Porsche's Games Pay Off
Autosport|January 04,2018

Two manufacturers were left to fight it out after Audi’s withdrawal from the WEC. Toyota topped more phases of the year than Porsche,but the German marque took all the glory.

Gary Watkins ​​​​​​​

There were four distinct phases to the 2017 World Endurance Championship, and Toyota had the advantage in three of them. Yet it was Porsche that collected all the big prizes on offer. It claimed the drivers’ title with Brendon Hartley, Timo Bernhard and Earl Bamber, and the manufacturers’ crown, as well as Le Mans 24 Hours glory with the same trio. And it was that win in France that provided the foundation to its successful pursuit of the end-of-season silverware.

Porsche won a topsy-turvy Le Mans in which all five of the factory LMP1 prototypes hit problems. It then followed up on its 19th victory in the 24 Hours with a short burst of dominance (phase three) after the arrival of the high downforce version of the 919 Hybrid. Only for the three races after Le Mans was Porsche in the ascendant, but its dominance at the Nurburgring, Mexico City and Austin was enough to put the titles all but out of reach for Toyota, now its only rival in the wake of Audi’s withdrawal from LMP1 at the end of 2016.

For the rest of the year, Le Mans included, the latest version of Toyota’s TS050 HYBRID had the edge. The Japanese manufacturer started the season with back-to-back victories at Silverstone and Spa (phase one) for Sebastien Buemi, Anthony Davidson and Kazuki Nakajima, and completed an end-of-season hat-trick at Fuji, Shanghai and Bahrain (phase four) with the same trio to outscore Porsche five-four in race victories over the course of the season. But it wasn’t enough to prevent Porsche taking a clean sweep of the all-important trophies.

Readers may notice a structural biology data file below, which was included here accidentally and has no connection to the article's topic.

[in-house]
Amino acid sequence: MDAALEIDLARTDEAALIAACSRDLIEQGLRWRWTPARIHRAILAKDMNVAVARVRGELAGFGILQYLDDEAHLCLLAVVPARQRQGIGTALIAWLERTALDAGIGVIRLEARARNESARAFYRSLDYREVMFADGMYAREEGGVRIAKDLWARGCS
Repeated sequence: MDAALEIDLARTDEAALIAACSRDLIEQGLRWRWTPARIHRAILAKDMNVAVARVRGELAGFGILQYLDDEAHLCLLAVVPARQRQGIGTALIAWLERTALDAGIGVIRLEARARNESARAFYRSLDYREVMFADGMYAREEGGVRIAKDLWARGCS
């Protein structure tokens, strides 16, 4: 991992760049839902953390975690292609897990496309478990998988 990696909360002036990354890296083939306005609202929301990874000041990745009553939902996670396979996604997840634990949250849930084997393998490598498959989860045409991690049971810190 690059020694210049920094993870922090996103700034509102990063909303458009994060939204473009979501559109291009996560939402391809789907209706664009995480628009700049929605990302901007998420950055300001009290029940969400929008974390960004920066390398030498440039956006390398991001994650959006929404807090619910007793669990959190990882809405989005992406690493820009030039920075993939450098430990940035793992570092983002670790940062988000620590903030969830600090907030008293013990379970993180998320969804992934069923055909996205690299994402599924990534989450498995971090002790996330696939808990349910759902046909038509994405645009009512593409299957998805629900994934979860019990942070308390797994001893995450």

Toyota was comprehensively outscored by Porsche at Le Mans, the one-race (but incredibly important, given the double points on offer) second phase of the championship. Buemi, Davidson and Nakajima took 16 points as the sixth-placed WEC-registered car, and Kamui Kobayashi, Mike Conway and Stephane Sarrazin in the other TS050 claimed a single point courtesy of the Japanese driver’s scintillating pole lap. Porsche racked up 50 points for the win.

Once it became obvious that the high-downforce 919 Hybrid had an edge, Toyota’s chances of taking either championship rapidly faded.Porsche extended its advantage during its post-Le Mans purple patch to such an extent that it was able to seal both titles at Shanghai with a race to go, even though Toyota started winning again.

These distinct phases were a result of the way the two manufacturers went about developing their cars under new regulations that limited the factory LMP1 teams to just two aerodynamic configurations. That really meant one spec of bodywork for Le Mans and one for the rest of the season. Only Porsche chose not to bring out what might be termed its ‘sprint car’ until after Le Mans, preferring to leave its design in the wind tunnel.

It started the season with one hand effectively tied behind its back, particularly around Silverstone’s ultrafast corners. But Porsche’s hierarchy reckoned it was a sacrifice worth making, arguing that it would compromise one or other of its designs if it undertook development in parallel. This was a strategy that had served it well in the past, although the two-specs rule, which came into force at the same time as new aero regulations designed to halt the pace of development, meant Porsche couldn’t rely on its body kit from the end of the previous season in the opening races. But it was clearly a risk worth taking in a year of only two manufacturers in LMP1. The worst its cars were going to finish, given reliable runs, was third and fourth.

Continue reading your story on the app

Continue reading your story in the magazine

MORE STORIES FROM AUTOSPORTView All

Derani Shows Extreme Speed When It Counts